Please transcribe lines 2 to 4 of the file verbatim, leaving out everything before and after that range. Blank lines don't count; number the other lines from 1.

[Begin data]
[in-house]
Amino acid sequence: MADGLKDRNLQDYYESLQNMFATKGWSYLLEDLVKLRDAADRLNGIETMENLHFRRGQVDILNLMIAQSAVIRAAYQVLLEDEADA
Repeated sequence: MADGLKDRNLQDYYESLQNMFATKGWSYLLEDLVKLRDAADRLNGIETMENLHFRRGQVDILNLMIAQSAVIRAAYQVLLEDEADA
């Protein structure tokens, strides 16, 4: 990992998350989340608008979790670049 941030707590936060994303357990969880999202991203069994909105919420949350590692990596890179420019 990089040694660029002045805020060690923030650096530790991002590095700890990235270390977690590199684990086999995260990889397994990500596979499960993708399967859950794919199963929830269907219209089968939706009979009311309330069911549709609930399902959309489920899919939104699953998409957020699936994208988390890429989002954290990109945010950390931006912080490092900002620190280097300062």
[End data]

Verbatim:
Amino acid sequence: MADGLKDRNLQDYYESLQNMFATKGWSYLLEDLVKLRDAADRLNGIETMENLHFRRGQVDILNLMIAQSAVIRAAYQVLLEDEADA
Repeated sequence: MADGLKDRNLQDYYESLQNMFATKGWSYLLEDLVKLRDAADRLNGIETMENLHFRRGQVDILNLMIAQSAVIRAAYQVLLEDEADA
């Protein structure tokens, strides 16, 4: 990992998350989340608008979790670049 941030707590936060994303357990969880999202991203069994909105919420949350590692990596890179420019 990089040694660029002045805020060690923030650096530790991002590095700890990235270390977690590199684990086999995260990889397994990500596979499960993708399967859950794919199963929830269907219209089968939706009979009311309330069911549709609930399902959309489920899919939104699953998409957020699936994208988390890429989002954290990109945010950390931006912080490092900002620190280097300062």